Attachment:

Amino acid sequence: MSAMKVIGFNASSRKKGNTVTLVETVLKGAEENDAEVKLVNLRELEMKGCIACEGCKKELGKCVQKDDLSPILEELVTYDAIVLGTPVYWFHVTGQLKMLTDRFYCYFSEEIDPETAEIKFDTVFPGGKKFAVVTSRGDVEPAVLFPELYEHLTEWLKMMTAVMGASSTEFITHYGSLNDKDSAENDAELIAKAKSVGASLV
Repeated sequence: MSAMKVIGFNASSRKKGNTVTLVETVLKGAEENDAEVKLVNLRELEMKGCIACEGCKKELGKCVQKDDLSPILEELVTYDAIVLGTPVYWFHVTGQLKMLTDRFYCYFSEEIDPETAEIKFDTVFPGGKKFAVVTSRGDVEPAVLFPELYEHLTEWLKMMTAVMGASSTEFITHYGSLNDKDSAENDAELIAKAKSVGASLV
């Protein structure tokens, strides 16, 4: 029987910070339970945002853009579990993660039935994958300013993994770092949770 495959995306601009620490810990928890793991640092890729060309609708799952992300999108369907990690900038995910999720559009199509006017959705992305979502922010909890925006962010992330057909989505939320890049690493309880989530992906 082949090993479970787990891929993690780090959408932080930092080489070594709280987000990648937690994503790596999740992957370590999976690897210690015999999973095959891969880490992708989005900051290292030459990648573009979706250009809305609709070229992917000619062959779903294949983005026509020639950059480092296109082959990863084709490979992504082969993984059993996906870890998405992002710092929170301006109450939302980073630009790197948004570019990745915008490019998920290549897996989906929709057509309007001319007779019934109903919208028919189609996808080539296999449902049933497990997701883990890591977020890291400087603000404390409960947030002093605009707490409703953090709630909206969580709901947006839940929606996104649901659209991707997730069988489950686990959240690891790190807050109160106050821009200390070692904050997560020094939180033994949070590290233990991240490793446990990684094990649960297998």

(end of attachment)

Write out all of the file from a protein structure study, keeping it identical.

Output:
Amino acid sequence: MSAMKVIGFNASSRKKGNTVTLVETVLKGAEENDAEVKLVNLRELEMKGCIACEGCKKELGKCVQKDDLSPILEELVTYDAIVLGTPVYWFHVTGQLKMLTDRFYCYFSEEIDPETAEIKFDTVFPGGKKFAVVTSRGDVEPAVLFPELYEHLTEWLKMMTAVMGASSTEFITHYGSLNDKDSAENDAELIAKAKSVGASLV
Repeated sequence: MSAMKVIGFNASSRKKGNTVTLVETVLKGAEENDAEVKLVNLRELEMKGCIACEGCKKELGKCVQKDDLSPILEELVTYDAIVLGTPVYWFHVTGQLKMLTDRFYCYFSEEIDPETAEIKFDTVFPGGKKFAVVTSRGDVEPAVLFPELYEHLTEWLKMMTAVMGASSTEFITHYGSLNDKDSAENDAELIAKAKSVGASLV
């Protein structure tokens, strides 16, 4: 029987910070339970945002853009579990993660039935994958300013993994770092949770 495959995306601009620490810990928890793991640092890729060309609708799952992300999108369907990690900038995910999720559009199509006017959705992305979502922010909890925006962010992330057909989505939320890049690493309880989530992906 082949090993479970787990891929993690780090959408932080930092080489070594709280987000990648937690994503790596999740992957370590999976690897210690015999999973095959891969880490992708989005900051290292030459990648573009979706250009809305609709070229992917000619062959779903294949983005026509020639950059480092296109082959990863084709490979992504082969993984059993996906870890998405992002710092929170301006109450939302980073630009790197948004570019990745915008490019998920290549897996989906929709057509309007001319007779019934109903919208028919189609996808080539296999449902049933497990997701883990890591977020890291400087603000404390409960947030002093605009707490409703953090709630909206969580709901947006839940929606996104649901659209991707997730069988489950686990959240690891790190807050109160106050821009200390070692904050997560020094939180033994949070590290233990991240490793446990990684094990649960297998």